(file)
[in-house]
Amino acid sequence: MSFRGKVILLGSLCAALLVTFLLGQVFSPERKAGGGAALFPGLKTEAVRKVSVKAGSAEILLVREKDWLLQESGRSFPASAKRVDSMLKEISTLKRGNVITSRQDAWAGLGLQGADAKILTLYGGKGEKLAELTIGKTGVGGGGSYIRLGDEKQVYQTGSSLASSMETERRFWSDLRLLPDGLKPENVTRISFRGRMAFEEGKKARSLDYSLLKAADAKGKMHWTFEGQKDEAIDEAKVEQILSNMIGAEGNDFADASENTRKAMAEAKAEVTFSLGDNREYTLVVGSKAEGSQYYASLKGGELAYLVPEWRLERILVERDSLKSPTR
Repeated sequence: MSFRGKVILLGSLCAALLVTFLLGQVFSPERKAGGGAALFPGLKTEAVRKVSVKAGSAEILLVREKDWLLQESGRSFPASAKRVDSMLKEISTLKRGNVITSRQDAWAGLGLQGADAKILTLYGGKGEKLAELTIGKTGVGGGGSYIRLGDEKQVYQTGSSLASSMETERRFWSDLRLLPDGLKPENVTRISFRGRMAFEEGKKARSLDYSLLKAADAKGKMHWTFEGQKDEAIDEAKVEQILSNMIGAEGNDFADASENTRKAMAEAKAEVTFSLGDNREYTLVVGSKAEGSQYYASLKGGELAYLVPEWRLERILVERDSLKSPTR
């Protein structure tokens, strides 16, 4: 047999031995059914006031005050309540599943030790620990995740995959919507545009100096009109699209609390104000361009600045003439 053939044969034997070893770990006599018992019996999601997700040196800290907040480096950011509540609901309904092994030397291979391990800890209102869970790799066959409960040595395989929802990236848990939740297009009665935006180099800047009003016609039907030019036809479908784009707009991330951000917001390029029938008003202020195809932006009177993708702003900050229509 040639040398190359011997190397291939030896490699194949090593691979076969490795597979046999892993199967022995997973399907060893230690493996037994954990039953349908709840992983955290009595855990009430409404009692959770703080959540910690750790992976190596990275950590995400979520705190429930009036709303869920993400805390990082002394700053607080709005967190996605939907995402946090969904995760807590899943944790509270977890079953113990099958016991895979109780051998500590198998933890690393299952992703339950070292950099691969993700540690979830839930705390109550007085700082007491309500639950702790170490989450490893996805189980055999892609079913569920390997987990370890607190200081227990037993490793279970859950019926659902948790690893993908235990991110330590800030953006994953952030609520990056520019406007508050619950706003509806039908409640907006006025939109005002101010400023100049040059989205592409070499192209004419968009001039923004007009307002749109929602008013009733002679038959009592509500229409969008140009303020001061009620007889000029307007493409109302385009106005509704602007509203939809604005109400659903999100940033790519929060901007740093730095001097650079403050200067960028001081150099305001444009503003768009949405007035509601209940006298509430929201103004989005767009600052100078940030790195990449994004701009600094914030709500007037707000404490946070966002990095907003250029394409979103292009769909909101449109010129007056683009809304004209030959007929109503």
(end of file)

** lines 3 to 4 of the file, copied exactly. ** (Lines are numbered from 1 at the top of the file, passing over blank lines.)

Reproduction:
Repeated sequence: MSFRGKVILLGSLCAALLVTFLLGQVFSPERKAGGGAALFPGLKTEAVRKVSVKAGSAEILLVREKDWLLQESGRSFPASAKRVDSMLKEISTLKRGNVITSRQDAWAGLGLQGADAKILTLYGGKGEKLAELTIGKTGVGGGGSYIRLGDEKQVYQTGSSLASSMETERRFWSDLRLLPDGLKPENVTRISFRGRMAFEEGKKARSLDYSLLKAADAKGKMHWTFEGQKDEAIDEAKVEQILSNMIGAEGNDFADASENTRKAMAEAKAEVTFSLGDNREYTLVVGSKAEGSQYYASLKGGELAYLVPEWRLERILVERDSLKSPTR
């Protein structure tokens, strides 16, 4: 047999031995059914006031005050309540599943030790620990995740995959919507545009100096009109699209609390104000361009600045003439 053939044969034997070893770990006599018992019996999601997700040196800290907040480096950011509540609901309904092994030397291979391990800890209102869970790799066959409960040595395989929802990236848990939740297009009665935006180099800047009003016609039907030019036809479908784009707009991330951000917001390029029938008003202020195809932006009177993708702003900050229509 040639040398190359011997190397291939030896490699194949090593691979076969490795597979046999892993199967022995997973399907060893230690493996037994954990039953349908709840992983955290009595855990009430409404009692959770703080959540910690750790992976190596990275950590995400979520705190429930009036709303869920993400805390990082002394700053607080709005967190996605939907995402946090969904995760807590899943944790509270977890079953113990099958016991895979109780051998500590198998933890690393299952992703339950070292950099691969993700540690979830839930705390109550007085700082007491309500639950702790170490989450490893996805189980055999892609079913569920390997987990370890607190200081227990037993490793279970859950019926659902948790690893993908235990991110330590800030953006994953952030609520990056520019406007508050619950706003509806039908409640907006006025939109005002101010400023100049040059989205592409070499192209004419968009001039923004007009307002749109929602008013009733002679038959009592509500229409969008140009303020001061009620007889000029307007493409109302385009106005509704602007509203939809604005109400659903999100940033790519929060901007740093730095001097650079403050200067960028001081150099305001444009503003768009949405007035509601209940006298509430929201103004989005767009600052100078940030790195990449994004701009600094914030709500007037707000404490946070966002990095907003250029394409979103292009769909909101449109010129007056683009809304004209030959007929109503």